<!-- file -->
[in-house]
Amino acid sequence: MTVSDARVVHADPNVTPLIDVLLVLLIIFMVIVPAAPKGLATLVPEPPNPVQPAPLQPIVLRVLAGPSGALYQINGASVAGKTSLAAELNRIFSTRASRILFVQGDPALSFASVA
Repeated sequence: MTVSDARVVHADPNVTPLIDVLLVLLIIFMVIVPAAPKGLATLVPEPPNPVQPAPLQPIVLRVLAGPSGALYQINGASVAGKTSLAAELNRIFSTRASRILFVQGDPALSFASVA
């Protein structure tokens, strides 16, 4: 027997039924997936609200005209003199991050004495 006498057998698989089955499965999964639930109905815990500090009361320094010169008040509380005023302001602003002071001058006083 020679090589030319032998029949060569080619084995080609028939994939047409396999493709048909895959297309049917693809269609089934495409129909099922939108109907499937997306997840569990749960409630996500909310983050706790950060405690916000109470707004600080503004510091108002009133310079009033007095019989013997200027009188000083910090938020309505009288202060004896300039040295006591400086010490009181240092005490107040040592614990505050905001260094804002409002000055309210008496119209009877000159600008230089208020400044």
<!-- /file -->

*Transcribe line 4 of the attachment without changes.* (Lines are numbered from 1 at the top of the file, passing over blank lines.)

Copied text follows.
């Protein structure tokens, strides 16, 4: 027997039924997936609200005209003199991050004495 006498057998698989089955499965999964639930109905815990500090009361320094010169008040509380005023302001602003002071001058006083 020679090589030319032998029949060569080619084995080609028939994939047409396999493709048909895959297309049917693809269609089934495409129909099922939108109907499937997306997840569990749960409630996500909310983050706790950060405690916000109470707004600080503004510091108002009133310079009033007095019989013997200027009188000083910090938020309505009288202060004896300039040295006591400086010490009181240092005490107040040592614990505050905001260094804002409002000055309210008496119209009877000159600008230089208020400044």